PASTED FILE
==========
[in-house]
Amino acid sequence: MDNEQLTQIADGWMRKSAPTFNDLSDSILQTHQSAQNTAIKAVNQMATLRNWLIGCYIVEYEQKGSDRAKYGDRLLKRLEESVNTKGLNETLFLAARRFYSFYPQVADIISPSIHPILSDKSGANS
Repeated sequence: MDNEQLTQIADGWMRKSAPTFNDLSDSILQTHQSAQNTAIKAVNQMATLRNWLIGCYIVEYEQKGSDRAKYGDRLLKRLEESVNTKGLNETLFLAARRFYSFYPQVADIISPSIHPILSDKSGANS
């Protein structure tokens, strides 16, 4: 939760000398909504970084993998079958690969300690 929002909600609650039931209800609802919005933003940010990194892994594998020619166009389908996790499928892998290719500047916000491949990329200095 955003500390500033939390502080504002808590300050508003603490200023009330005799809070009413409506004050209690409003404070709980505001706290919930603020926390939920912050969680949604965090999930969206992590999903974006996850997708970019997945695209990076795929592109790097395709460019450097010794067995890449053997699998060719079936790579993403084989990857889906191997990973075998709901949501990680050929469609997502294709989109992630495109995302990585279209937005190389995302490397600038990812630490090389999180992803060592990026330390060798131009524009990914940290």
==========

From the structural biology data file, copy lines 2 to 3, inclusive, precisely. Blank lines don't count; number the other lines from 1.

Amino acid sequence: MDNEQLTQIADGWMRKSAPTFNDLSDSILQTHQSAQNTAIKAVNQMATLRNWLIGCYIVEYEQKGSDRAKYGDRLLKRLEESVNTKGLNETLFLAARRFYSFYPQVADIISPSIHPILSDKSGANS
Repeated sequence: MDNEQLTQIADGWMRKSAPTFNDLSDSILQTHQSAQNTAIKAVNQMATLRNWLIGCYIVEYEQKGSDRAKYGDRLLKRLEESVNTKGLNETLFLAARRFYSFYPQVADIISPSIHPILSDKSGANS